Tony Reames
University of Michigan School for Environment and Sustainability / seas.umich.edu

A number of Americans have difficulty paying their energy bills, which can be very dangerous to a person's health during the winter months.  Dr. Tony Reames, an assistant professor at the U-M's School for Environment and Sustainability, is now researching ways to better understand the correlation between environmental health and income.  Dr. Reames discusses his work with WEMU's David Fair for this week's "Issues of the Environment."


Marijuana
EMU Today / today.emich.edu

Now that sales of recreational marijuana have begun in Michigan, the Eastern Michigan University Cannabis Education Coalition is hosting a special event December 5th intended to help clear up some of the confusion about what happens next.

WEMU's Lisa Barry spoke with Nicholas Pomante and Sean Woolfe from EMU's Student Wellness Department to find out what participants can expect from the free event open to the community.


Trish Koman
University of Michigan Multidisciplinary Design Program / umich.edu

Many cities and residents in Michigan have already begun to feel the effects of climate change.  Such changes can damage the environment and public health.  Dr. Trish Koman, a research investigator for the University of Michigan's School of Public Health, and her colleagues have developed the Michigan Environmental Project, an online mapping tool designed to track climate change impacts in Michigan.  She talks about how the project works with WEMU's David Fair in this week's "Issues of the Environment."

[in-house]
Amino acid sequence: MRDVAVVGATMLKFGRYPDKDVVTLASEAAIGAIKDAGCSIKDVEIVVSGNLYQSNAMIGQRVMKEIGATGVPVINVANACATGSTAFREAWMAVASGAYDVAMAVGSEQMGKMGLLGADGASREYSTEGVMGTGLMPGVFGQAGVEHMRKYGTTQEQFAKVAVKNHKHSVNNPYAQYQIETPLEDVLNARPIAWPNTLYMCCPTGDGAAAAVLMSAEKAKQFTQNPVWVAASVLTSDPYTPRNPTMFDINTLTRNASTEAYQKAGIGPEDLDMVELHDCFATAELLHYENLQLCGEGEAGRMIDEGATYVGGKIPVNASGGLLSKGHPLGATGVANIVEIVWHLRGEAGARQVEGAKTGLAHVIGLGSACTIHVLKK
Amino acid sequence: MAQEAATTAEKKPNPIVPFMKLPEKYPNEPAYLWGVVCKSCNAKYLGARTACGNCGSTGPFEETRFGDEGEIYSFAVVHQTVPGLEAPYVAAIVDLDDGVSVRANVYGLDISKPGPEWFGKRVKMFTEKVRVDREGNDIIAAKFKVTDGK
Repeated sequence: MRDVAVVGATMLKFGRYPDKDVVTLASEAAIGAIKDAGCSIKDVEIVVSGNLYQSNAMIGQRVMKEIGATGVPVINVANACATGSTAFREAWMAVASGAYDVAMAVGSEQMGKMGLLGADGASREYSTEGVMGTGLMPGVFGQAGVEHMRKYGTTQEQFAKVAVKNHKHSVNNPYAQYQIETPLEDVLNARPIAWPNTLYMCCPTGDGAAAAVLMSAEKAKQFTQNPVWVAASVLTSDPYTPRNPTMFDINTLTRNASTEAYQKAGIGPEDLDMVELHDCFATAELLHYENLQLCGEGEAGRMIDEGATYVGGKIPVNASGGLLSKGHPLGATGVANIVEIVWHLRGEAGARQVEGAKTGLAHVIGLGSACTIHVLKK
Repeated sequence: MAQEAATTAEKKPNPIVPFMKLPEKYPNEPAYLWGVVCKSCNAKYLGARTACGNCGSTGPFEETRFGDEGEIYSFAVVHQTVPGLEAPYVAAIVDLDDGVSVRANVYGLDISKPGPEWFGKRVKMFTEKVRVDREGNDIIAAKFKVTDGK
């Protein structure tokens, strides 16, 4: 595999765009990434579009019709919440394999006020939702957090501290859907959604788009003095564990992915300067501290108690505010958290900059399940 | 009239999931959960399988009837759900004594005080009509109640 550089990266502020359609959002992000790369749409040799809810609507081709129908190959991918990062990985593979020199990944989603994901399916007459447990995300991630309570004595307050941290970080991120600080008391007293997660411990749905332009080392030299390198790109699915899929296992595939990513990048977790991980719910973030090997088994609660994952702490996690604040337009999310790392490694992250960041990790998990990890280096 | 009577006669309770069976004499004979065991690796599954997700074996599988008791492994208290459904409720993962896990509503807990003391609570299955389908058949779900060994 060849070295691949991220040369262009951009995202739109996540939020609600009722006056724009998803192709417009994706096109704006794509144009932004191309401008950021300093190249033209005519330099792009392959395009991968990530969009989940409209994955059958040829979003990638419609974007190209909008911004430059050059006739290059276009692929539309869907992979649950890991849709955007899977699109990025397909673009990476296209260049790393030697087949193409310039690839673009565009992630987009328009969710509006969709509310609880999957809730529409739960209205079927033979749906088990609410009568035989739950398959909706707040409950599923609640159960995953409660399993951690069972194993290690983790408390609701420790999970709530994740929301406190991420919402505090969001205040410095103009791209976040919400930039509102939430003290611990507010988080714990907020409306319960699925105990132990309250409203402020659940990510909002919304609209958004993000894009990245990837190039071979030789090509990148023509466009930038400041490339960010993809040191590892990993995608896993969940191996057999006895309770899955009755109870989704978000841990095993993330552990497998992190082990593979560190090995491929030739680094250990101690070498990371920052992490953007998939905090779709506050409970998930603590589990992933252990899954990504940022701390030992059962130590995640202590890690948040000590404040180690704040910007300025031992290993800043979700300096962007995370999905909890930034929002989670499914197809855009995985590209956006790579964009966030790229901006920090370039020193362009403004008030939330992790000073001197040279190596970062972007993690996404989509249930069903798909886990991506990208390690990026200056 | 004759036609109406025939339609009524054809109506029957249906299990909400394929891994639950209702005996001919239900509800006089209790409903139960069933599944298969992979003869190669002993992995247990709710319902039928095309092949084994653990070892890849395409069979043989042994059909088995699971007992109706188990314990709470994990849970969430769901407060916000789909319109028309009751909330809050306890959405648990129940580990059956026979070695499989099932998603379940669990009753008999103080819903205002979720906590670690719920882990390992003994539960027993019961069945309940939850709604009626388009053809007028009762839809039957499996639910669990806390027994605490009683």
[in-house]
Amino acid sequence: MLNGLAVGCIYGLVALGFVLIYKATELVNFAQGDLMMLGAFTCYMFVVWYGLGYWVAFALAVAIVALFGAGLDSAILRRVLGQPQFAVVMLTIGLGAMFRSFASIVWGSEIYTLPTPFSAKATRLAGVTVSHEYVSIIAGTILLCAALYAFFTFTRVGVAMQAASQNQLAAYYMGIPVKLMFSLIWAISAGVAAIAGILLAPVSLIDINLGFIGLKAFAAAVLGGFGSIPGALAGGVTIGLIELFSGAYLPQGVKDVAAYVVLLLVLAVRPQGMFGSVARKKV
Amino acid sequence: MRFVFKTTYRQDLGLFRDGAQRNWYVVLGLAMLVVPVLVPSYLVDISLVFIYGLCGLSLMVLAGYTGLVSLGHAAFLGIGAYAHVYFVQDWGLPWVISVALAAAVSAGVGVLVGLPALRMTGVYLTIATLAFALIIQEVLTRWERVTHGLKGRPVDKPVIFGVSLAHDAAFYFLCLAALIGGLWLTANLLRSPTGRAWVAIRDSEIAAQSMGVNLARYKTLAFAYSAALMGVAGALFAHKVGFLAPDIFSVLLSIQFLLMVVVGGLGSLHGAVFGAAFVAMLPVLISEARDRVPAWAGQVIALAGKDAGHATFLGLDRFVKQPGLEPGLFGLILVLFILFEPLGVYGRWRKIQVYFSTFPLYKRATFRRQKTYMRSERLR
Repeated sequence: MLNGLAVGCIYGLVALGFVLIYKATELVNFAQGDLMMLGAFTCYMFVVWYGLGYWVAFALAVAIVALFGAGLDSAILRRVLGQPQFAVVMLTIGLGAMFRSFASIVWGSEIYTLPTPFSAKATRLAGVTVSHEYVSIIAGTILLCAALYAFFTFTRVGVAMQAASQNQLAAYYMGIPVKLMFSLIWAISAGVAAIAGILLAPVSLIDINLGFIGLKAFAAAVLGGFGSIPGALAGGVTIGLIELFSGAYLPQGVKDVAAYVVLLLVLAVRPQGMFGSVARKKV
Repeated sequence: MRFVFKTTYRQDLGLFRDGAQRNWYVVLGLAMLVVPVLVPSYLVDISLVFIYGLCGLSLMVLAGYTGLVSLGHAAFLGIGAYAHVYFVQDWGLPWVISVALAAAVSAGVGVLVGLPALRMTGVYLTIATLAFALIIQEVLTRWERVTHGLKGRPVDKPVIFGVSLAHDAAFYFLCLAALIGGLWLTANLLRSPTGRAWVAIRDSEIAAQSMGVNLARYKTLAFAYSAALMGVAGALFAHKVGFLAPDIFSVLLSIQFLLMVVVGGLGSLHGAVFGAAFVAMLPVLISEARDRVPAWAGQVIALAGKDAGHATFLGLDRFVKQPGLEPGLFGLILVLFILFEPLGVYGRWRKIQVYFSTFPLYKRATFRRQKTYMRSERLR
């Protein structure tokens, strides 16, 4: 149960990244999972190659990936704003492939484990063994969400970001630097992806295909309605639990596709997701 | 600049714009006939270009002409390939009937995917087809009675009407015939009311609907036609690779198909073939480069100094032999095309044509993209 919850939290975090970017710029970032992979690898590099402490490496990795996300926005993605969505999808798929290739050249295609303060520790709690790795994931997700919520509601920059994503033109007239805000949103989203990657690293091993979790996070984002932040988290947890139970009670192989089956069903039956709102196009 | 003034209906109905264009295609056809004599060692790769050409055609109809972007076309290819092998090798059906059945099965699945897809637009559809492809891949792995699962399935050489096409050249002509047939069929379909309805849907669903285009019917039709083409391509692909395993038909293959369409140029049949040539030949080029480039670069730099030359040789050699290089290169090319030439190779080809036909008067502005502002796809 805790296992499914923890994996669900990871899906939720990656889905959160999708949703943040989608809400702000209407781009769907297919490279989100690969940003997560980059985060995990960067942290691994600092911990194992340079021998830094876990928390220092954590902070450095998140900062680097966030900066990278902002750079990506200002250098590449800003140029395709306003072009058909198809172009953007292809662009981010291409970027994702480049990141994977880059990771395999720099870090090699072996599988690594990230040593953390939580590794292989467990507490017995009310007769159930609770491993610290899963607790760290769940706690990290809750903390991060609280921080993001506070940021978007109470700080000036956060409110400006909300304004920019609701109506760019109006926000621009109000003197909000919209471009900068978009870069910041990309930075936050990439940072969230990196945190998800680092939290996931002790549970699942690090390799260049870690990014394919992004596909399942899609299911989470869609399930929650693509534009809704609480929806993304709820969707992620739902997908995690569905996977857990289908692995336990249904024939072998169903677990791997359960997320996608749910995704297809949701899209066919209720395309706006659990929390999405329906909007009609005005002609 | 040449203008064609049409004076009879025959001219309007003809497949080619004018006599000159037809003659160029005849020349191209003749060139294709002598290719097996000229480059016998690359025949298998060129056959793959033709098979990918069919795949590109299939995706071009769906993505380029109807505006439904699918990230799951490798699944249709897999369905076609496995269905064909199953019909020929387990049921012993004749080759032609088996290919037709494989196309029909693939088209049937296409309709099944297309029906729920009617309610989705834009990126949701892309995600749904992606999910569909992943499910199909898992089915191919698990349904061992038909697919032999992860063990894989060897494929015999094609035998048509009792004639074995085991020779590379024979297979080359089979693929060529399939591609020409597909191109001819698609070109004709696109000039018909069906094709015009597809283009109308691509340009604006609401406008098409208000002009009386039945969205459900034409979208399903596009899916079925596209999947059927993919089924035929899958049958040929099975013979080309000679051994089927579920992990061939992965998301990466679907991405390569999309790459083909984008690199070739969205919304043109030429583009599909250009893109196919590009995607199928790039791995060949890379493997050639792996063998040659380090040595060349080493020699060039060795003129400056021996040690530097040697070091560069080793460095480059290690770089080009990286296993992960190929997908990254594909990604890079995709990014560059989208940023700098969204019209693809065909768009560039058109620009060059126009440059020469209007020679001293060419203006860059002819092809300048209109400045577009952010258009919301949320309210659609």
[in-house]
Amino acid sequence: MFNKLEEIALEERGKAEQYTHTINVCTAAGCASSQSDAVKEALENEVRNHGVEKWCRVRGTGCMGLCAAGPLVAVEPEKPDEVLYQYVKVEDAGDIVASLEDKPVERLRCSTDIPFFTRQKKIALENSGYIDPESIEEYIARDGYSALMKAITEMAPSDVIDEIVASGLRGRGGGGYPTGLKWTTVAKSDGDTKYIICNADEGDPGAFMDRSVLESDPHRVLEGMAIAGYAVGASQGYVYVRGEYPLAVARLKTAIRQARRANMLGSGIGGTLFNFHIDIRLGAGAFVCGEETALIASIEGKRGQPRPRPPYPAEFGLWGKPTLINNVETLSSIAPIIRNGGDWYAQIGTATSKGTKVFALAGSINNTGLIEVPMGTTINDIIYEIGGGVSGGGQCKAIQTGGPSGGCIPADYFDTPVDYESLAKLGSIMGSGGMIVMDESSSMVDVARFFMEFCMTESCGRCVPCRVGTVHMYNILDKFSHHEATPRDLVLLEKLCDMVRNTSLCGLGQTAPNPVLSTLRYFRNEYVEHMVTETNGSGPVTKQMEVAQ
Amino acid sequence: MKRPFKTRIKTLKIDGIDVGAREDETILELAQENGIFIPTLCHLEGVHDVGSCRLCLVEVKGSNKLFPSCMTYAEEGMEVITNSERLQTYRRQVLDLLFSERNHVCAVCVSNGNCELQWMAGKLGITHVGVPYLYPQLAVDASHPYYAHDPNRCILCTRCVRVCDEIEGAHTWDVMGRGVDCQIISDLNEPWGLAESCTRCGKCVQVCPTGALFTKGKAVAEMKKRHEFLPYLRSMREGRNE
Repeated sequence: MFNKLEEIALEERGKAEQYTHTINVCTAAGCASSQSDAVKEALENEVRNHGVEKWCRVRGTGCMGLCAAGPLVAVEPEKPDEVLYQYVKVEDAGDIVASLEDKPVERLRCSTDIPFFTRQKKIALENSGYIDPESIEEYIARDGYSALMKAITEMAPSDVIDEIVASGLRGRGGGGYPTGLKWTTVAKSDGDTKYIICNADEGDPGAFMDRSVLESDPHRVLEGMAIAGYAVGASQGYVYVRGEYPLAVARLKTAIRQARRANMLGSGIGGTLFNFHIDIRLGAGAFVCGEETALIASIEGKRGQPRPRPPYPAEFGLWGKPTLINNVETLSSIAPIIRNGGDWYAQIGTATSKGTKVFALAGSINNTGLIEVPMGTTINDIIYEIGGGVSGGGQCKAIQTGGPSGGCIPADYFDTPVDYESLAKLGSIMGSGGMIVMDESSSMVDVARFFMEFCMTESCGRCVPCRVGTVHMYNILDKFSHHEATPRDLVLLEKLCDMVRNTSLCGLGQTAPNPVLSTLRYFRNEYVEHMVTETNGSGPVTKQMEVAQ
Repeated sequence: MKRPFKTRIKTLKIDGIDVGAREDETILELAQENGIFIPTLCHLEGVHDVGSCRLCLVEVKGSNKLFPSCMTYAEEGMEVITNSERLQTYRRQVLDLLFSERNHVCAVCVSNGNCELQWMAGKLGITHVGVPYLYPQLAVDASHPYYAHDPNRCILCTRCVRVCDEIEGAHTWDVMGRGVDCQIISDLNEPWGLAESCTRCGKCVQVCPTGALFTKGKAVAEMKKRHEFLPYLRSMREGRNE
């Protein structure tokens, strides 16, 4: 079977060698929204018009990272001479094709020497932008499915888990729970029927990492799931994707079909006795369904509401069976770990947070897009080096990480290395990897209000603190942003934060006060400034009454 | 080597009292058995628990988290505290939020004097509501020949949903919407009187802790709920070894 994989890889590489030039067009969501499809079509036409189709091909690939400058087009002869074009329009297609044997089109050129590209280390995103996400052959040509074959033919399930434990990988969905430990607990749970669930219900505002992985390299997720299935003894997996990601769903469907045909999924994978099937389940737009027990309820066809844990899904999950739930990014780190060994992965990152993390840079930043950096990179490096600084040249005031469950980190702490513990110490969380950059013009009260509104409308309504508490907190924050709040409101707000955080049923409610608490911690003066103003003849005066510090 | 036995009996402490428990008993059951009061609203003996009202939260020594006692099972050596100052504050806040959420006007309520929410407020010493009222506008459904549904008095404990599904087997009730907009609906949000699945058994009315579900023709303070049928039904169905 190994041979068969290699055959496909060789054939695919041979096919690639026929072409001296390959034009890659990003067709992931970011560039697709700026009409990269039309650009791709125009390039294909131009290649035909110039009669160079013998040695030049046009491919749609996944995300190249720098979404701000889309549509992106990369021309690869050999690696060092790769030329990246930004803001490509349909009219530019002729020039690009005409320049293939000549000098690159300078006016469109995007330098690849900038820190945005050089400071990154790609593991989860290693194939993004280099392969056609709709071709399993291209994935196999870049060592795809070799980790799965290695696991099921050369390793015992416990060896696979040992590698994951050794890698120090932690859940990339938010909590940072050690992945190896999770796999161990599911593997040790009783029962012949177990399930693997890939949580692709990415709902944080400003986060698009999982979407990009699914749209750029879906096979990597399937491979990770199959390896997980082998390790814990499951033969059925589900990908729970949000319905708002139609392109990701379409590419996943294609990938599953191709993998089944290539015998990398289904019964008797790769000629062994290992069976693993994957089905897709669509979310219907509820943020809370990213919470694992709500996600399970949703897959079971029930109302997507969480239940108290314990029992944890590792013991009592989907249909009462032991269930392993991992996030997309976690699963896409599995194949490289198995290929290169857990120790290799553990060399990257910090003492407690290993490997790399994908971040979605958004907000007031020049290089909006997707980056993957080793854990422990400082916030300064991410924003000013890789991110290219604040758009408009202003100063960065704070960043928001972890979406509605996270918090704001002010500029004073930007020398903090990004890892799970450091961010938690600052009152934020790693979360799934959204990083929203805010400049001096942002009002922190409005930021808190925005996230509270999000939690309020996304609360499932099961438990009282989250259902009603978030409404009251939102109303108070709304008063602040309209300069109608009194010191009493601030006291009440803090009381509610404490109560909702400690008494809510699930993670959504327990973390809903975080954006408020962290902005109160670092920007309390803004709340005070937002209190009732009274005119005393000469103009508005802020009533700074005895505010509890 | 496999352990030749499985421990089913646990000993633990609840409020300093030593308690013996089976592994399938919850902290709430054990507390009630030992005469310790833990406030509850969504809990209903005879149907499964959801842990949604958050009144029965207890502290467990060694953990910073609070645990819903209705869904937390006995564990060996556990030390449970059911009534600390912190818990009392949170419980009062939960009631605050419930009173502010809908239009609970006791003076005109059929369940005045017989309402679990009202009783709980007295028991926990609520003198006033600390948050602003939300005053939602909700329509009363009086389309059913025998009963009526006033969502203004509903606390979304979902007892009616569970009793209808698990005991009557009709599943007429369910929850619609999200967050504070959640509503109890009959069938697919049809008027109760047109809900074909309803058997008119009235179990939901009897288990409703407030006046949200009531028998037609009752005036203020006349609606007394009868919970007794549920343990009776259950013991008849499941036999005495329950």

Anne Mondro
Stamps School of Art & Design / stamps.umich.edu

Meet Anne Mondro, an artist whose creative practice is at the intersection of art and health and, specifically, memory loss disease.  She talks with David Fair and Deb Polich about how engaging in art can create meaningful experiences for people with memory loss and their caregivers on this edition of "creative:impact."


Doug Coombe / Concentrate Media

Many entrepeneurs have made their way into the Ypsilanti area.  A few of those business owners came with the purpose of healing its residents through more holistic and spiritual means, such as yoga, acupuncture, and massage practices.  Among these special folks are Aubrey and Art Schupbach, who own the yoga studio Zion Well, and they join WEMU's Patrick Campion and Concentrate Media's Sarah Rigg for this week's "On the Ground-Ypsi."